Possessing financial knowledge alone does not solve financial problems. Rather, what is equally important is having the right attitudes towards money, said Michael Reyes, CEO of financial education company MoneyTree Asia Pacific.

"Give me the healthiest seed in the world, and plant it in the most infertile soil," he said. "It's not going to grow, because inherently there is something we have to fix. It doesn't matter what you're feeding into it."

MoneyTree Singapore was set up officially in March 2009 after two years of methodology testing. It teaches financial literacy to primary and secondary schools pupils here.

To measure children's financial aptitudes, the company recently developed a three-component index with the University of Delaware Center for Economic Education and Entrepreneurship (CEEE). MoneyTree believes the index, comprising online quizzes and activities, can predict a child's financial future.

The Financial Aptitude and Success Traits (FAST) Index evaluates a child's theoretical understanding of cash management, mindset towards money, and ability to withstand peer pressure when spending.

Parents and educators can customise their teaching and track the progress of the child's financial intelligence using the results.

The company is looking to include the index in its existing programmes across the region.

With the help of International Enterprise (IE) Singapore, the company has been reaching out to relevant ministries in Thailand and Saudi Arabia with plans for global expansion.

More than 50,000 children aged between 6 and 17 have participated in MoneyTree's activities in the past six years, either through partnering schools or holiday camps, said Ryan Soh, chief executive and co-founder of MoneyTree Singapore.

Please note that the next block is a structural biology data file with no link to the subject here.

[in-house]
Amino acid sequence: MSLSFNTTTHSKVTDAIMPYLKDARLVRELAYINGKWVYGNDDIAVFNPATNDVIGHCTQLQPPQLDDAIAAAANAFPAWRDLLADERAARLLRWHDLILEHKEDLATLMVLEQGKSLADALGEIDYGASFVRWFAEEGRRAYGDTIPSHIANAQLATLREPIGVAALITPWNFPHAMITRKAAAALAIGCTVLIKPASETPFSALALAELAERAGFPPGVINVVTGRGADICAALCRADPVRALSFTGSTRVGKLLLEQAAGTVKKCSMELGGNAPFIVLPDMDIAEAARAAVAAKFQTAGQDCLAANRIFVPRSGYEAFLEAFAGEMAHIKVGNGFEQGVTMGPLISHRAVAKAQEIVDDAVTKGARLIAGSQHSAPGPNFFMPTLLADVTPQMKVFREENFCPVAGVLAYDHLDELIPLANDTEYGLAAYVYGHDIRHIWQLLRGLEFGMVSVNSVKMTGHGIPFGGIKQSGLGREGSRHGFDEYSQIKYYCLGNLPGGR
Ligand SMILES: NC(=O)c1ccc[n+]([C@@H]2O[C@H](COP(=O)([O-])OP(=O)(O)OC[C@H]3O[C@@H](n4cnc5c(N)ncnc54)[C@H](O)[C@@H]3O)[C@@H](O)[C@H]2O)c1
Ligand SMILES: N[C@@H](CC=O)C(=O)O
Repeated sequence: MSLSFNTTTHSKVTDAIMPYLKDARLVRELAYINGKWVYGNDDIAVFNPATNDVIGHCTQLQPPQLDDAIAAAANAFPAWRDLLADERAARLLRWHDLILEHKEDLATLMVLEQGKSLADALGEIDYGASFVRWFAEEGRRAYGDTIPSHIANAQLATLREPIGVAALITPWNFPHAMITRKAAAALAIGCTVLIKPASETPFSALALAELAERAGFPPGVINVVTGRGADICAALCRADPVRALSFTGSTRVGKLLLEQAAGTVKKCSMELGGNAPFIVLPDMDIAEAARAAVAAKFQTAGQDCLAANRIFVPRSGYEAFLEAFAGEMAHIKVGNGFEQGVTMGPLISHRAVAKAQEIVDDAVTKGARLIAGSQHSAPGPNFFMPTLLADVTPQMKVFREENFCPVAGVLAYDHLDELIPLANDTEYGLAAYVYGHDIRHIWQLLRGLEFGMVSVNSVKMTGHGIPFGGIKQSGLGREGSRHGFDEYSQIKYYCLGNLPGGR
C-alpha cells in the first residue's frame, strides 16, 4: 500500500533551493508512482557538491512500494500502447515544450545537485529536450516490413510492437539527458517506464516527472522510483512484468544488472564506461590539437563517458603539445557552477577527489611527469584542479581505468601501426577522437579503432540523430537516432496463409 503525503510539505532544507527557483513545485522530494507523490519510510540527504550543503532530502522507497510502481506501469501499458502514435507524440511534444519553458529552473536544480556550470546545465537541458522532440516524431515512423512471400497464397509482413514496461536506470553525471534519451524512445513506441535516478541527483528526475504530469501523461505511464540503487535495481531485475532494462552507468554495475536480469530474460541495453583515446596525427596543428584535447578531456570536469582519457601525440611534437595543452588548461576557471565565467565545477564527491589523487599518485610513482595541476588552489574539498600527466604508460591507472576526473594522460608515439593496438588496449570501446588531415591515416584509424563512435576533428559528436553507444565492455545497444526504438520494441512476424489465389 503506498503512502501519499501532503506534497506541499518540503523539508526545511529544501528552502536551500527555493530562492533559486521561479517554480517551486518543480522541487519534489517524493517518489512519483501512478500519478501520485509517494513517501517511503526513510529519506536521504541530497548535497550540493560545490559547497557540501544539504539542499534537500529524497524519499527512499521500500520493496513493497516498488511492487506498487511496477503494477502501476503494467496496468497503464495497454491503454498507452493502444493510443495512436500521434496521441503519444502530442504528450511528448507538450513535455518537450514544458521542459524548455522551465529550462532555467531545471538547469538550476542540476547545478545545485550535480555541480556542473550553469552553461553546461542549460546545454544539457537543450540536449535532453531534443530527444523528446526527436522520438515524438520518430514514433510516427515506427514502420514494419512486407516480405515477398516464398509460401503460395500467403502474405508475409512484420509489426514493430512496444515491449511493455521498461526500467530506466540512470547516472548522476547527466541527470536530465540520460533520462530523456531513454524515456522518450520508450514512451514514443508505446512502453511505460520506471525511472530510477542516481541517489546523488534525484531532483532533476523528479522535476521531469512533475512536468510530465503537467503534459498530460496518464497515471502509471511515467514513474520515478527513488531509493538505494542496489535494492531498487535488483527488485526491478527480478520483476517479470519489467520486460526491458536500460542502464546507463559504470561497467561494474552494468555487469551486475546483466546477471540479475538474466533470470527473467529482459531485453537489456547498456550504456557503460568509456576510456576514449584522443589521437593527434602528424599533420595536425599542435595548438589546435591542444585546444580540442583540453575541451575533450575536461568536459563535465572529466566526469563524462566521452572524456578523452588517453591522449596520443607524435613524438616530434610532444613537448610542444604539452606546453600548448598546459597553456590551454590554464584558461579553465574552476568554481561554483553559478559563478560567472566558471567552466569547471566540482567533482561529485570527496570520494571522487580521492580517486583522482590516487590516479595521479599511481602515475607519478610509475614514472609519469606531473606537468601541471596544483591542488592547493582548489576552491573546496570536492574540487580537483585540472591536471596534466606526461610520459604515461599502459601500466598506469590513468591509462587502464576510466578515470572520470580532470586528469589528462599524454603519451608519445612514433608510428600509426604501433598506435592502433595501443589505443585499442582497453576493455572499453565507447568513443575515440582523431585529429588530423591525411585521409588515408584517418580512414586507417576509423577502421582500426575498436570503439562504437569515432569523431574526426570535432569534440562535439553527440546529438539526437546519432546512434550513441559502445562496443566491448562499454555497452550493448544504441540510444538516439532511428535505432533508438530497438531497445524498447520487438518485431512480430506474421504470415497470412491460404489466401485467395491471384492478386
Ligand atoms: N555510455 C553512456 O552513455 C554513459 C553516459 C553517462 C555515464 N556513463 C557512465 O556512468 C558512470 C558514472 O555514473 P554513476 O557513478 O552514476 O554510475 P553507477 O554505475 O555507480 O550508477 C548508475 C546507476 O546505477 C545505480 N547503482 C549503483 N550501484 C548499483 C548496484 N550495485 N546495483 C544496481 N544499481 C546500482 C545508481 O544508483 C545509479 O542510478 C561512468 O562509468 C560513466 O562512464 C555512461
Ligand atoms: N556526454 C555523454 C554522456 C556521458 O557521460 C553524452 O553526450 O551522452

The young participants hold jobs, draw salaries, pay income taxes, and sometimes win cash prizes from art competitions. They get extra "play money" for answering questions not only for correctness, but for enthusiasm and logic as well.


The student who amasses the most play money by the end of the camp walks away with gift cards, book vouchers, or even S$200 - in real cash.

The question is not whether children have to gain financial literacy, but when, said Mr Soh, an entrepreneur who was once mired in credit card debt. "Do you want your child to learn the hard way, when they are adults, or would you prefer if they lose play money and eventually learn from it in the classroom?"

Singapore fell to sixth place for financial literacy in an annual survey conducted by Mastercard in April. It was the biggest decline out of sixteen Asia-Pacific markets, noted Mr Soh. He attributes the poor showing to the absence of benchmarks for evaluating Singaporeans' financial literacy. "At the end of the day, everyone can say that financial literacy is important. For subject matters that are not assessed in Singapore, there is no emphasis. So everything remains as just ground talk," he said.


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